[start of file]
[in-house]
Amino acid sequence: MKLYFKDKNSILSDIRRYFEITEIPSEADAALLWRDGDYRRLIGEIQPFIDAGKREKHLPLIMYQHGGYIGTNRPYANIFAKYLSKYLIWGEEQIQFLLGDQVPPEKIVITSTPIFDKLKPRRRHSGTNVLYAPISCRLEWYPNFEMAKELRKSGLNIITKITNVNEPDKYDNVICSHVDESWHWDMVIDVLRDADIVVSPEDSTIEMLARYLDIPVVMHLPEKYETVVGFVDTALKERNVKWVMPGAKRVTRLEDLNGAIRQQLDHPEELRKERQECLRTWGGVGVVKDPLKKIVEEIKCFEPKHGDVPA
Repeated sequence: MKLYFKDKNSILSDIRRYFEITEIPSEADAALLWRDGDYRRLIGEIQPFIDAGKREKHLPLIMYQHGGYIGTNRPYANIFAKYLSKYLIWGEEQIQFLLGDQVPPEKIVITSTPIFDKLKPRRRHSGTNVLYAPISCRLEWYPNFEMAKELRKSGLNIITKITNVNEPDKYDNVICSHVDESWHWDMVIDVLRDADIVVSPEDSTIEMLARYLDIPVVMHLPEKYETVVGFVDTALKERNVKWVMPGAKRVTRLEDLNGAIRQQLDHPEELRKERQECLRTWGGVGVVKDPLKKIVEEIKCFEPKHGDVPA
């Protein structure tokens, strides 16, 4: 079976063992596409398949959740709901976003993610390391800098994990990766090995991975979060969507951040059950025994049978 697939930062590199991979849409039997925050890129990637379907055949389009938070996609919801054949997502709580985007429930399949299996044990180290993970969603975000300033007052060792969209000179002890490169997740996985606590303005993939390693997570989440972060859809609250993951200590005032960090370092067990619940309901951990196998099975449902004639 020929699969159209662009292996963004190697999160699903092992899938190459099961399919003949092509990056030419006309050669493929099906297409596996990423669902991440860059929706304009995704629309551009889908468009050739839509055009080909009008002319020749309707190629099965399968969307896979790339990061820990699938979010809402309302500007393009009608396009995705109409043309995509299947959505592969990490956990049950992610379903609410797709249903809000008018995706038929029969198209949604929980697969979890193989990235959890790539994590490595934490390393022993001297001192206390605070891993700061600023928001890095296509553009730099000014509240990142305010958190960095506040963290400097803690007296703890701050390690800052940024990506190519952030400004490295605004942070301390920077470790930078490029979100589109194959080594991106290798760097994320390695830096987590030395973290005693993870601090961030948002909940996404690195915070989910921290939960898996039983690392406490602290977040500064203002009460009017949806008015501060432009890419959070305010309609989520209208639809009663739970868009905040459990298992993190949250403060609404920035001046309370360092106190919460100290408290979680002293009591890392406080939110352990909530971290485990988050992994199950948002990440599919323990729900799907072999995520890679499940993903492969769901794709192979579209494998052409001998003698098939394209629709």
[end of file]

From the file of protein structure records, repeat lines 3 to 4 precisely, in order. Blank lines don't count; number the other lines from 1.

Repeated sequence: MKLYFKDKNSILSDIRRYFEITEIPSEADAALLWRDGDYRRLIGEIQPFIDAGKREKHLPLIMYQHGGYIGTNRPYANIFAKYLSKYLIWGEEQIQFLLGDQVPPEKIVITSTPIFDKLKPRRRHSGTNVLYAPISCRLEWYPNFEMAKELRKSGLNIITKITNVNEPDKYDNVICSHVDESWHWDMVIDVLRDADIVVSPEDSTIEMLARYLDIPVVMHLPEKYETVVGFVDTALKERNVKWVMPGAKRVTRLEDLNGAIRQQLDHPEELRKERQECLRTWGGVGVVKDPLKKIVEEIKCFEPKHGDVPA
């Protein structure tokens, strides 16, 4: 079976063992596409398949959740709901976003993610390391800098994990990766090995991975979060969507951040059950025994049978 697939930062590199991979849409039997925050890129990637379907055949389009938070996609919801054949997502709580985007429930399949299996044990180290993970969603975000300033007052060792969209000179002890490169997740996985606590303005993939390693997570989440972060859809609250993951200590005032960090370092067990619940309901951990196998099975449902004639 020929699969159209662009292996963004190697999160699903092992899938190459099961399919003949092509990056030419006309050669493929099906297409596996990423669902991440860059929706304009995704629309551009889908468009050739839509055009080909009008002319020749309707190629099965399968969307896979790339990061820990699938979010809402309302500007393009009608396009995705109409043309995509299947959505592969990490956990049950992610379903609410797709249903809000008018995706038929029969198209949604929980697969979890193989990235959890790539994590490595934490390393022993001297001192206390605070891993700061600023928001890095296509553009730099000014509240990142305010958190960095506040963290400097803690007296703890701050390690800052940024990506190519952030400004490295605004942070301390920077470790930078490029979100589109194959080594991106290798760097994320390695830096987590030395973290005693993870601090961030948002909940996404690195915070989910921290939960898996039983690392406490602290977040500064203002009460009017949806008015501060432009890419959070305010309609989520209208639809009663739970868009905040459990298992993190949250403060609404920035001046309370360092106190919460100290408290979680002293009591890392406080939110352990909530971290485990988050992994199950948002990440599919323990729900799907072999995520890679499940993903492969769901794709192979579209494998052409001998003698098939394209629709």